Korat

Korats are the good luck cats of Thailand. Similar (in look) to blue British Shorthairs, Chartreux, Russian Blue and Nebelungs, Korats are distinctly different. Medium in size with a firm, semi-cobby body, Korats are muscular with a supple coat. Their chests are broad, the back has a slight curve. The front legs are slightly shorter than the back. Tails are medium in length and tapers to a round tip. Males weigh 8 to 10 pounds, females weigh 6 to 8 pounds.

Korats have heart-shaped faces with strong chins and jaws. Their ears are large, flared at the base and set high on the head with rounded tips. The eyes are large and a luminous green. Kittens and adolescent cats have amber or yellow eyes that turn fully green once they have reached full maturity (at about two to four years of age).

The Korat coat is short, glossy, fine and lays close to the body. It is solid blue with silver tips. The silver tips are what produces the sheen of the coat. Adults do not have tabby markings, though kittens may.

Called Si-Sawat (see-sah-waht) in their native Siam (now Thailand), Korats were associated with good luck. Named after the Khorat Plateau region, a highland in northeast Thailand, an Oregon breeder is responsible for bringing Korats stateside. She and her husband lived in Bangkok for six years. She tried to buy a pair while there, but, even in Thailand, Korats are rare and prized. In 1959, after returning home to the U.S., she was given a pair as a gift. In 1961, another breeder successfully imported a pair. Yet another breeder imported a single female. These five cats were the basis for the North American Korat breed.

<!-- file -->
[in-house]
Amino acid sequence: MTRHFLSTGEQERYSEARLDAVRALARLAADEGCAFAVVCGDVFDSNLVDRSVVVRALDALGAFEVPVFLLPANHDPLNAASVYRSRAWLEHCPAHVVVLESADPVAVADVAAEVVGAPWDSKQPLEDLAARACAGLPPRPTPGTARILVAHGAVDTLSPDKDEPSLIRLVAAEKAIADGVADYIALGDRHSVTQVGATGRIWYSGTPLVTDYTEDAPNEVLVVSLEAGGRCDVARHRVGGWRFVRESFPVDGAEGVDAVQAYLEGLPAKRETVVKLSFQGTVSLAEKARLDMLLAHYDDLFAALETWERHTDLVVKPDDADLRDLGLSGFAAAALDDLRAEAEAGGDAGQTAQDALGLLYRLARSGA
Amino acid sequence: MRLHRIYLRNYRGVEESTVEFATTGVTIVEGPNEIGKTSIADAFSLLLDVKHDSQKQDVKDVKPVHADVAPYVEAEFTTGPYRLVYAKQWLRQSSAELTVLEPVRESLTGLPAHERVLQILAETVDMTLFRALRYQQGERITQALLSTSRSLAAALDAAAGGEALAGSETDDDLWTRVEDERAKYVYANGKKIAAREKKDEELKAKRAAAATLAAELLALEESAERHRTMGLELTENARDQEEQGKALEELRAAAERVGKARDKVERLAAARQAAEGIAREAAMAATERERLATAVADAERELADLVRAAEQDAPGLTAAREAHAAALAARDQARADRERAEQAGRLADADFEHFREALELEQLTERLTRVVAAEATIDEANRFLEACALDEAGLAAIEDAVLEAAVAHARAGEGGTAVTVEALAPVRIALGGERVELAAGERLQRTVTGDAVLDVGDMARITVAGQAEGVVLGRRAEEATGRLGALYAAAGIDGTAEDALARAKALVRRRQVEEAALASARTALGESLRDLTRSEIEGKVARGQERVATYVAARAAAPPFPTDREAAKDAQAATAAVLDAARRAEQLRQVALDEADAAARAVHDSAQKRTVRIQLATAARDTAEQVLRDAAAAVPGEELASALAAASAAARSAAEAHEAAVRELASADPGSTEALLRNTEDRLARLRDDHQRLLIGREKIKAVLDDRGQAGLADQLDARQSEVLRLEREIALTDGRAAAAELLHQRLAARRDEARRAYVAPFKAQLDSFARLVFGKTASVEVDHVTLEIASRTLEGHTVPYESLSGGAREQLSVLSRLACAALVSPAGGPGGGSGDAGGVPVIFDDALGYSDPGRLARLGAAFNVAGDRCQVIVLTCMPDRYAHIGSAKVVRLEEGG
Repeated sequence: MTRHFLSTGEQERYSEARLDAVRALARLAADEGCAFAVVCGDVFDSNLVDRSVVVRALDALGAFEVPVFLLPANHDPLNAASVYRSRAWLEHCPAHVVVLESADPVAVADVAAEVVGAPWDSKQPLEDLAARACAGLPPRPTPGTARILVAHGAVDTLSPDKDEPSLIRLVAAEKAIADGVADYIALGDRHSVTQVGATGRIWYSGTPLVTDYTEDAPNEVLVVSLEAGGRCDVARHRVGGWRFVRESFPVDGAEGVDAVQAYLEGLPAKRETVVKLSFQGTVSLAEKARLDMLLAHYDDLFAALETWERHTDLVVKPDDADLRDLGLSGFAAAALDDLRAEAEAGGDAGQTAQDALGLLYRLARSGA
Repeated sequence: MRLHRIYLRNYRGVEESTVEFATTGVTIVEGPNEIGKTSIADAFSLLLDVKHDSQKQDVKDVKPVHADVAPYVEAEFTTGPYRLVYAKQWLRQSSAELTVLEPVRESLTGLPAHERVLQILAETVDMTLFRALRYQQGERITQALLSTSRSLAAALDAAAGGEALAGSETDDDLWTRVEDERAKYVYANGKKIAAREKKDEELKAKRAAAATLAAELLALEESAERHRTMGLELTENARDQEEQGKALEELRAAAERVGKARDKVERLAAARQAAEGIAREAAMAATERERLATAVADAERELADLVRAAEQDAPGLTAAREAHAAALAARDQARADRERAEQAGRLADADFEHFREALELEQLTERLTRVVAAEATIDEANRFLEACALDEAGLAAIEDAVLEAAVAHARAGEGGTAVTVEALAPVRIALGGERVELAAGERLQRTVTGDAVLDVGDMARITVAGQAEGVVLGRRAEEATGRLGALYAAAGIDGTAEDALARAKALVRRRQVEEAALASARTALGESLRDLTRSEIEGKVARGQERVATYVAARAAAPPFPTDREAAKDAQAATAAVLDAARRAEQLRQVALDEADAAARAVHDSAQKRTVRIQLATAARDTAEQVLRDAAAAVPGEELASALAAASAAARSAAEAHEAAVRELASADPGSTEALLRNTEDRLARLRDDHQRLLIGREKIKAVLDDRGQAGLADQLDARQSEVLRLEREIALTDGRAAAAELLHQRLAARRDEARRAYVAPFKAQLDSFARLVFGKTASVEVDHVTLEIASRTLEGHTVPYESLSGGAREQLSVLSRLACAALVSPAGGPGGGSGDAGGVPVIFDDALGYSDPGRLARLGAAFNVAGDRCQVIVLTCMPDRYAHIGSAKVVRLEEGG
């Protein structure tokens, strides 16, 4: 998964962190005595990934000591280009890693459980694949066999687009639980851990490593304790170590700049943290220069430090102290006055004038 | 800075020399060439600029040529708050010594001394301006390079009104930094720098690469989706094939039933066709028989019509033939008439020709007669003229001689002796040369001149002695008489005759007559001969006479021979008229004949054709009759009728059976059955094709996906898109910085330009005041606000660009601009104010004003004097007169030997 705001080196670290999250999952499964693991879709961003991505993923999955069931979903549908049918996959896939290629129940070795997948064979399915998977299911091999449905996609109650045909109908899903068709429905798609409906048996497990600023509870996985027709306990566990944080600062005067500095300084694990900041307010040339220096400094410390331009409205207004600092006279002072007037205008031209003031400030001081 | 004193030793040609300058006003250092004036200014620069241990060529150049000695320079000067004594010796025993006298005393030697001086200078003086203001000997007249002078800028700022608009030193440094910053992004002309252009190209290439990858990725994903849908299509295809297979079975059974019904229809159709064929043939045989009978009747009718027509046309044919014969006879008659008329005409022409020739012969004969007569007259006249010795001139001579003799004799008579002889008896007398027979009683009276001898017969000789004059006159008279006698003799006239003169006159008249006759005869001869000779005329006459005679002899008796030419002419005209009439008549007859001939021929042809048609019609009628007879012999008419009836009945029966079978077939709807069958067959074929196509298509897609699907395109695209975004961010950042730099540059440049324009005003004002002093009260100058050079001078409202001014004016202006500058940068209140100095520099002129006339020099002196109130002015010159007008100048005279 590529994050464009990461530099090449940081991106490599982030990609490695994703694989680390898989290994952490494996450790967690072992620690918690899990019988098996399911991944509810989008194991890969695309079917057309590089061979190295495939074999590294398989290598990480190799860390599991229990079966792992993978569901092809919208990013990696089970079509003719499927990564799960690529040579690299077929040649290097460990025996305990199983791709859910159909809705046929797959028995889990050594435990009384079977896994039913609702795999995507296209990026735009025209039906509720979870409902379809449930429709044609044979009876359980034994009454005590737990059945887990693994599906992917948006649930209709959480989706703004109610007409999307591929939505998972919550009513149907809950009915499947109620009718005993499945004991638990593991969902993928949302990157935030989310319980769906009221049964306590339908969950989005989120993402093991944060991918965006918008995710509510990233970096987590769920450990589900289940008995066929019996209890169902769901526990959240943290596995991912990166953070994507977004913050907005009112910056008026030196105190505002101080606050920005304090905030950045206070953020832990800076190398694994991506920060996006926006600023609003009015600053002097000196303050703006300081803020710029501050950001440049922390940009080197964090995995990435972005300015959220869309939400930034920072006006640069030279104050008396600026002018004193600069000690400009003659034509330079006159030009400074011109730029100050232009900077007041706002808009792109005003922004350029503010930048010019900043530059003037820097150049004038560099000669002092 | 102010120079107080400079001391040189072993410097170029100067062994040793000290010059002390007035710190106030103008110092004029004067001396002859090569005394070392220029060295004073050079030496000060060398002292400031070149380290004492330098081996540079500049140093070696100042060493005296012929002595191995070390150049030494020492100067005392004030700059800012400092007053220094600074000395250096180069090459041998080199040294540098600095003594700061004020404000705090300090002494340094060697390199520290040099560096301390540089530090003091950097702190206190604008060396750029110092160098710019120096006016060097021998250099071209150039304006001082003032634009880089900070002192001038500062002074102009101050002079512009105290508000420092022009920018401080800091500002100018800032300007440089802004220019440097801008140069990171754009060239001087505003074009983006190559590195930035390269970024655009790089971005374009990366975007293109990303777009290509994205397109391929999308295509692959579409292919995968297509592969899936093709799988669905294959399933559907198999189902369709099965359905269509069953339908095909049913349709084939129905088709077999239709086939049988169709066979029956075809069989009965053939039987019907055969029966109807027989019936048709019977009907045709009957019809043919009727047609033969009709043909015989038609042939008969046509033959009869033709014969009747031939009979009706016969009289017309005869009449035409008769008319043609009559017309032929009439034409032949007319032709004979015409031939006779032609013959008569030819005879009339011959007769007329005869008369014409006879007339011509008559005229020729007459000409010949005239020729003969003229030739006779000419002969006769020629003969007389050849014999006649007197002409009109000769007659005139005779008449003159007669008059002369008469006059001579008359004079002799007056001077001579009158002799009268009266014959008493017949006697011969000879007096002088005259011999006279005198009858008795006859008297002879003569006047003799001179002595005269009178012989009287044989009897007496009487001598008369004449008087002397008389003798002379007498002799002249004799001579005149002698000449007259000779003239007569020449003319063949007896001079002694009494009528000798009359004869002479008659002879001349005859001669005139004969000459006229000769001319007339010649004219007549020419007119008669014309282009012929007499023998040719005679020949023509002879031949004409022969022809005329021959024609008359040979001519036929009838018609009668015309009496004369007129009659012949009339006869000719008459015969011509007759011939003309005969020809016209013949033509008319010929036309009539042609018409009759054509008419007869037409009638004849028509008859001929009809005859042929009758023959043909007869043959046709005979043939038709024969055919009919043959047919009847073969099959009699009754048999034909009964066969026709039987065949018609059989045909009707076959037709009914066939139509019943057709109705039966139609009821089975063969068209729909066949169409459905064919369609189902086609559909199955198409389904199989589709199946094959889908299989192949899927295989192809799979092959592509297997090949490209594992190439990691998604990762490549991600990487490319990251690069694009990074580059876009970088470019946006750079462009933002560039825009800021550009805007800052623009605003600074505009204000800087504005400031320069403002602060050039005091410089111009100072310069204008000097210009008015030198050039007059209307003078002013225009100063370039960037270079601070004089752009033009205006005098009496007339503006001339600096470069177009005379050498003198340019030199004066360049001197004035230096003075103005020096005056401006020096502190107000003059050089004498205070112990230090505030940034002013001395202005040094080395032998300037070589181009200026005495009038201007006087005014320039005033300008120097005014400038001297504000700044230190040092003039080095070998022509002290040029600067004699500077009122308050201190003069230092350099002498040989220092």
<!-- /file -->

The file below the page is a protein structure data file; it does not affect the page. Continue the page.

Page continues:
Throughout the 1960s, more Thai Korats were imported, but no cat was accepted into a breeding program unless they were proven to have come from Thailand. In 1968, an additional nine Korats were introduced into the gene pool.

Korat cats are affectionate and possess the magic ability to turn cat haters into cat lovers. Korats develop the deepest of bonds and do not do well when left alone for extended periods. A Korat is a cat who will follow you around like a little duckling. They are keen human observers and possess a sharp intellect. Korats are insistent helpers (at least they think they’re helping). Their inquisitive nature should be kept strictly indoors!

Korats approach play time at warp speed. The hunting prowess remains strong and if you are unfortunate enough to get between them and a toy, you’ll be sorry. Korat cats have been known to sail over a table, counter, fellow feline and a sleeping dog in pursuit of “prey.” This ensures that Korats are fun to watch, but, stand back.

Don’t worry, Korats do sleep — this may be your only time in peace. (All that devotion and energy does take a lot out of a cat!) Korats are not as vocal as their Siamese cousins. Korat breeders say the cat has the ability to convey their feelings via facial expressions. If you miss that message, your Korat will revert to speaking his mind.

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